I regularly pick up the Linux Journal, but in February I was unable to. Now having picked up the March issue and seeing two letters about maddog's “I believe” response and how inspirational it was, I would really like to see it. Is it possible to post it on the web site?
I read with some concern your recent article on Koha [LJ, February 2003]. I wondered what would happen to small- to medium-sized software companies that currently produce competing library systems. No doubt these companies have invested real money into developing these products and need some return on their investment in order to survive. This led me to wonder about the long-term effect of free software. Any software product that has to compete with the equivalent open-source product must surely struggle to survive. This means one open-source product will eventually dominate each market niche leaving consumers with no choice. Presumably a lot of open-source products are developed by charitable professional software developers during their free time. Will the pool of professional developers shrink as there is little work available other than charity work? Why should large organisations increase their profit margins by significantly reducing the cost of software essential to their organisation? Charity is fine for those who cannot afford to pay but shouldn't be exploited by those who can.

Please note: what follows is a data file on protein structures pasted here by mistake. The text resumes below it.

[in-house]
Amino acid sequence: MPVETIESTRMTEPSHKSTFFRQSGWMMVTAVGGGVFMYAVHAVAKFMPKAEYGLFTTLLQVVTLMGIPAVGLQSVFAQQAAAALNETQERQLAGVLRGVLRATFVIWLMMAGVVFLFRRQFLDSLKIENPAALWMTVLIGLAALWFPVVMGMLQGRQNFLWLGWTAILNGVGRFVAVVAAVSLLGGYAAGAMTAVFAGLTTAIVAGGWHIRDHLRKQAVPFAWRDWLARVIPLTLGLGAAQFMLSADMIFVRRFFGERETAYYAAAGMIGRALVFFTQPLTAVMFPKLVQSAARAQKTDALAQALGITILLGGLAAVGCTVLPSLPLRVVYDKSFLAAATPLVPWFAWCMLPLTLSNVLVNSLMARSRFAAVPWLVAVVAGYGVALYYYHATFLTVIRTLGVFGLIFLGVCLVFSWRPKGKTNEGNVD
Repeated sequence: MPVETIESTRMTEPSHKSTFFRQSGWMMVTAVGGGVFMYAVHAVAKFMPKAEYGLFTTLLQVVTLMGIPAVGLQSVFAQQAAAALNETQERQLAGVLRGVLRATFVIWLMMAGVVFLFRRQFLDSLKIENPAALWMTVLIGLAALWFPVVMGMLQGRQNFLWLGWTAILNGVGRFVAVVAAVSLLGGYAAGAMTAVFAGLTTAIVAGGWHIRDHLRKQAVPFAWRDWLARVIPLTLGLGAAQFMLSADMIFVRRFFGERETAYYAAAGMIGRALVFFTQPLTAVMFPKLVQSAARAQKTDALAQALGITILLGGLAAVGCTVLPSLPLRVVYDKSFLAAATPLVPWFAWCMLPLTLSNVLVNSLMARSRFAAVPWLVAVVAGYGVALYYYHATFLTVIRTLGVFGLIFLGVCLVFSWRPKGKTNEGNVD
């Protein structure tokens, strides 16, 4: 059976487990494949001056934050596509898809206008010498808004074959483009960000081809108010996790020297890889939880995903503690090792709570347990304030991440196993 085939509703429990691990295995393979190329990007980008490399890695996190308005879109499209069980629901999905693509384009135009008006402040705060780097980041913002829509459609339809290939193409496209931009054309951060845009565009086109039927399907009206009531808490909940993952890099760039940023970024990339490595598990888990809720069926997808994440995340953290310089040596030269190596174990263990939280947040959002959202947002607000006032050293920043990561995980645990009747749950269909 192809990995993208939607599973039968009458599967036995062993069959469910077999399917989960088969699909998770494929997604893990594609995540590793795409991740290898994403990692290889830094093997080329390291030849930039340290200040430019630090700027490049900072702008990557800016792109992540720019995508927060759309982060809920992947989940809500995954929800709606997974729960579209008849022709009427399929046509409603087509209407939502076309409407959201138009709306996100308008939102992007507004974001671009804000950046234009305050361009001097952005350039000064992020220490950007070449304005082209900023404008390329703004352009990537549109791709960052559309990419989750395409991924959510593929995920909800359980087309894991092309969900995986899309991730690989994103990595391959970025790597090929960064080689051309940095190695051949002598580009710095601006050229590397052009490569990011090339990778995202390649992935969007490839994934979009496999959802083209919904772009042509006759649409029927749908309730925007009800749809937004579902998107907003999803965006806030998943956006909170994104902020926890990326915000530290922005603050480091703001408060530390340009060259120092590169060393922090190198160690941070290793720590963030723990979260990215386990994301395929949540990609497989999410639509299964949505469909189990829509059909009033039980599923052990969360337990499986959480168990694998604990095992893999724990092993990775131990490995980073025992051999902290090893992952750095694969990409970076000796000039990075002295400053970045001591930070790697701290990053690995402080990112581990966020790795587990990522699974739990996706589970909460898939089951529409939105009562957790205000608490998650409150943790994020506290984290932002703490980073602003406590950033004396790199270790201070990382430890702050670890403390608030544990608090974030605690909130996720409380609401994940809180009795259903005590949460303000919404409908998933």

Richard Stallman covered many of the issues you raise in the 1985 GNU Manifesto (www.gnu.org/gnu/manifesto.html), and they have been the subject of intense community discussion ever since. That page, and a web search for links to it, is a good way to catch up on the debate—Ed.